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Blog

CHMI highlights five emerging models for health service delivery and financing

Future Health Systems

BY ROSE REIS, CENTER FOR HEALTH MARKET INNOVATIONS

New approaches to improve health access and quality being pioneered by Future Health Systems

6000 Ugandan women die every year from preventable pregnancy and childbirth related complications. If women could only deliver under skilled care, about 80 percent of these deaths could be prevented. Enter Future Health System’s Safe Deliveries initiative: The program offers vouchers for transport and maternal services as well as training for health workers and provision of essential equipment, drugs and supplies. Its impact? The number of facility deliveries more than tripled during the pilot phase.

Vouchers are an example of a ‘health market innovation,’ a program that harnesses the private sector in low- and middle-income countries to deliver better health and financial protection for the poor. While many governments promise well-functioning, state-run public health systems, what often happens is much more chaotic and less centrally managed, with patients seeking care from a plethora of providers, including drug shops, village doctors, non-governmental organization (NGO) clinics, private hospitals, as well as government clinics.

Health market innovations help health systems improve quality, access, affordability and efficiency in transactions between patients and providers, promoting better health with less financial risk, especially for the poorest and most vulnerable. In 2010, the Center for Health Market Innovations (CHMI) was launched to serve as a global information source on these programs and policies—implemented by governments, NGOs, social entrepreneurs or private companies—that have the potential to improve the way health markets operate. 

With eight partners based in 16 countries, CHMI has identified more than 1000 programs in 108 countries—including several programs FHS studies.  These programs work to: 

  • Better organize fragmented providers
  • Mobilize funds and create financing mechanisms to provide purchasing power to the poor
  • Set quality standards and monitor provider performance
  • Educate consumers and providers to ensure that appropriate care is both demanded and provided
  • Enhance quality and efficiency through standardized operational processes and innovative information technologies

In its 2011 Annual Highlights Report, CHMI identified five innovative emerging models that show promise, and may ultimately improve the performance of health markets in low- and middle-income countries.

 

1. Low-cost, high-quality retail pharmacies

Small family-owned drug shops line the streets of cities and villages across low- and middle-income countries. Unfortunately the quality of their offerings is equally all over the map, with many shops offering counterfeit drugs that don’t work and can be toxic. Professionalized pharmacy chains and franchise networks proliferating in Asia may improve drug quality and operational efficiency to keep prices low. In the Philippines, Botika ng Bayan and Generics Pharmacy are two popular franchise networks that have seen success. Similarly, in India, the pharmacy chain MedPlus originated in tech-hub Hyderabad and has since spread nationally.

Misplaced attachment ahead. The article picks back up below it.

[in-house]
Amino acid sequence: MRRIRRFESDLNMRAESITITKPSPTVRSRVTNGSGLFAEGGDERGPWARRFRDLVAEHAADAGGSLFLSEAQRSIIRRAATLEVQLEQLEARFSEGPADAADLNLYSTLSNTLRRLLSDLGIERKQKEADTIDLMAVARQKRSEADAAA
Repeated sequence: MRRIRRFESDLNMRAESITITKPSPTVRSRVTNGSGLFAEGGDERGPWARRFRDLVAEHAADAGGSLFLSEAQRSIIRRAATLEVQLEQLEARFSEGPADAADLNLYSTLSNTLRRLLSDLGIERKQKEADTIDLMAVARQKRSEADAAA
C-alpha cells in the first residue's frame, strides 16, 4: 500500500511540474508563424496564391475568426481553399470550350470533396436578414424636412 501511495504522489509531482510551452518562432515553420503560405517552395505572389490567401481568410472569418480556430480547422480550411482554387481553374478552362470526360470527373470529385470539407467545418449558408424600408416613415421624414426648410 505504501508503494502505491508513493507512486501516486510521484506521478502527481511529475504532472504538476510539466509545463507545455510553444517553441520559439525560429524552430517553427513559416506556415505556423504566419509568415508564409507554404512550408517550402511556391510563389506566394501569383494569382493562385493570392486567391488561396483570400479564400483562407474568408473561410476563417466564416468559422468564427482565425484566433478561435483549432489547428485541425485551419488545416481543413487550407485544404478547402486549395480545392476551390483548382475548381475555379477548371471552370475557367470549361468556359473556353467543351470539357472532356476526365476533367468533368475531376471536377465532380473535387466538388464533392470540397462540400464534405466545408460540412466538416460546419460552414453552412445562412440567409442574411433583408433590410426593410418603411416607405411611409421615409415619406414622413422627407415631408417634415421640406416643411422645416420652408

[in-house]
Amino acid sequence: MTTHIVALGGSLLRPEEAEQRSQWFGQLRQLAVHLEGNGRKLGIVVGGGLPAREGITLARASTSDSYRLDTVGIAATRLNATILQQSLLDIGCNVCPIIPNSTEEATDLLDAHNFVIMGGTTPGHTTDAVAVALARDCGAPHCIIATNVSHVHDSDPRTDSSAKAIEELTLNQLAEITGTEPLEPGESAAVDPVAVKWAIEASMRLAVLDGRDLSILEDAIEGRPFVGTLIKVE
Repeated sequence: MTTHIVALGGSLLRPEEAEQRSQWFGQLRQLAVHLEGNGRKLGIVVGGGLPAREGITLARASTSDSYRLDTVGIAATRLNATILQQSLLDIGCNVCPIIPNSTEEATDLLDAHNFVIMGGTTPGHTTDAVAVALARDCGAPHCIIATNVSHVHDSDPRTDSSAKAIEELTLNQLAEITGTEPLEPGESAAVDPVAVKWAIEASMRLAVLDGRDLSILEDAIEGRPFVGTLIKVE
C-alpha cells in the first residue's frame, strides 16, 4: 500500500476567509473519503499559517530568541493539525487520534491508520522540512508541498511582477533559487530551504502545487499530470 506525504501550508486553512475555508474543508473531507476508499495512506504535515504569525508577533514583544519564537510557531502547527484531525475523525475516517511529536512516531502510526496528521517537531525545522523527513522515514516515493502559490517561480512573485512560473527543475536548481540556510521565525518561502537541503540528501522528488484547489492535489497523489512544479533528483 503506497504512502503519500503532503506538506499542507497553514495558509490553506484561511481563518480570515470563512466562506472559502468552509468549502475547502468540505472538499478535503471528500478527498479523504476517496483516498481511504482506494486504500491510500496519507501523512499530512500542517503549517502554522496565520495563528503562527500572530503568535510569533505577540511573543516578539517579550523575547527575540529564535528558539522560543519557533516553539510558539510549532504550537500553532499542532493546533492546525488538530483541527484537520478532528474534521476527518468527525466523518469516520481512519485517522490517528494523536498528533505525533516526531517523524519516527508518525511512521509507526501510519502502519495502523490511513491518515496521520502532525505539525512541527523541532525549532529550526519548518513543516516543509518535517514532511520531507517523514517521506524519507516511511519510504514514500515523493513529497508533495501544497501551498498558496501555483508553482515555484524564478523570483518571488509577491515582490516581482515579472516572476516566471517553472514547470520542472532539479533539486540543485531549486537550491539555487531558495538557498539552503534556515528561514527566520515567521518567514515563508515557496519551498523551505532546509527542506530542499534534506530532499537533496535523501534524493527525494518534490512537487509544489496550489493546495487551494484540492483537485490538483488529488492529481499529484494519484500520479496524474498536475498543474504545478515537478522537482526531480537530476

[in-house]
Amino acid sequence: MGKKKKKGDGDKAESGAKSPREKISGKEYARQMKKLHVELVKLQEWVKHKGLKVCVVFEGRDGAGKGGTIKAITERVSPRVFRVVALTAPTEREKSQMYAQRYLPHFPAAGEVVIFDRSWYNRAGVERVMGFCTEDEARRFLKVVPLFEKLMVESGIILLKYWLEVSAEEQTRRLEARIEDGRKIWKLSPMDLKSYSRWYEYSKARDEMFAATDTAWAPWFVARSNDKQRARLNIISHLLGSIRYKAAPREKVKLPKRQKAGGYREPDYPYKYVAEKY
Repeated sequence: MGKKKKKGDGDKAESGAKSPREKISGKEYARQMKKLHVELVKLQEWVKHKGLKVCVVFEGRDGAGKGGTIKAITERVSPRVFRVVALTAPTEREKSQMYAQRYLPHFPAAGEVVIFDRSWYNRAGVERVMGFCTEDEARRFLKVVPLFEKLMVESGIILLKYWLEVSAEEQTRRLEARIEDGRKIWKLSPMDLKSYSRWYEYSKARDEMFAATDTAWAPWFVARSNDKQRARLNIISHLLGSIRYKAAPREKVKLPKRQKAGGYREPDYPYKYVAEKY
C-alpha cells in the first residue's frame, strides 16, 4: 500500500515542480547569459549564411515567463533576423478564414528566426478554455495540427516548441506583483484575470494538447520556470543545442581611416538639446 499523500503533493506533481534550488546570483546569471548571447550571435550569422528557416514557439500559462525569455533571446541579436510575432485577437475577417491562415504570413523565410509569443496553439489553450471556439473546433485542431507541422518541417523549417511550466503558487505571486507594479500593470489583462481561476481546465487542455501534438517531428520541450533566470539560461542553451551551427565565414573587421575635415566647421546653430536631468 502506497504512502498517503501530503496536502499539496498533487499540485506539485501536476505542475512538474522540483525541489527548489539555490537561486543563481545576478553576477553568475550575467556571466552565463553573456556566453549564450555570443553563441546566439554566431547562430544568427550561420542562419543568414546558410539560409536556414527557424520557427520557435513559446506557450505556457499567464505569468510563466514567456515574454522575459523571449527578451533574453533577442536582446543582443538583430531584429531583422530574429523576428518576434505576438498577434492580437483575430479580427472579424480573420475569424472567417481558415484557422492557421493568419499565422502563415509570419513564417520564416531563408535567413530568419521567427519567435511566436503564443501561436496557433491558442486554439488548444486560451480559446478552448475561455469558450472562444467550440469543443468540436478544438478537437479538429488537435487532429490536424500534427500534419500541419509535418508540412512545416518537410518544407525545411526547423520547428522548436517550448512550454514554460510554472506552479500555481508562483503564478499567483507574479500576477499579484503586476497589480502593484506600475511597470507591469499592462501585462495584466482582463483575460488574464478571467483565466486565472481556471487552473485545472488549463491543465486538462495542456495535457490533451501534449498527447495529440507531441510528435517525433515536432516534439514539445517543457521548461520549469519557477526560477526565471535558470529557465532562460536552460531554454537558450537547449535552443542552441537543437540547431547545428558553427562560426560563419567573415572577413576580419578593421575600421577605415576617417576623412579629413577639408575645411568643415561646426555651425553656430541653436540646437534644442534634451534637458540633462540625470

2. Affordable Primary Care Clinic Chains

These chains—often for-profit—are set up to standardize quality and give low-income people more care options. Many chains operate in urban areas where large volumes can help them keep prices down. Inspired by the U.S. drug store chain CVS and its Minute Clinics, Saúde 10 opened in 2011 in Rio de Janeiro, Brazil. In Nairobi, LiveWell's main clinic provides consultation, diagnosis, and treatment for a wide range of illnesses, while qualified clinical officers and registered nurses run satellite clinics. 

 

3. Vouchers

Vouchers—distributed for free as with FHS’s Safe Deliveries project in Uganda, or sold for a small fee, as with Kenya’s Output Based Aid Voucher Program—increase access to key health services by allowing low-income people to “purchase” (through demand-side donor or government subsidies) a specific package of services from approved clinics which often include both public and private facilities. Private maternity clinics have been able to expand their services and extend their customer base to poorer clients as a result.

 

4. Telemedicine

In many countries doctors and specialists cluster in urban areas leaving rural areas underserved. Telemedicine shows promise in bridging the rural-urban health divide. In one example of how this model works, World Health Partners is a promising not-for-profit chain using technology that allows doctors in urban areas to monitor vital signs, diagnose illnesses, and recommend treatment for patients in India’s rural north.

 

5. Health Hotlines

Health hotlines provide basic health information and connections to available health services. HealthLine — run by Dhaka’s Telemedicine Reference Center, an FHS partner — connects providers and patients in Bangladesh through a mobile phone based hotline number (789) to a call center manned by licensed physicians that provide medical consultations 24/7. MeraDoctor is a for-profit health line just launched in Mumbai. Popular throughout South Asia, these well-utilized businesses may soon be replicated in East Africa.

 

These models offer promising solutions to key health system challenges, but the question remains: do they really work in the long term? What programs are actually improving quality, affordability, and access? We look forward to working with Future Health Systems and other partners to collect and share better evidence, and then promote the scale-up and replication of high-impact programs.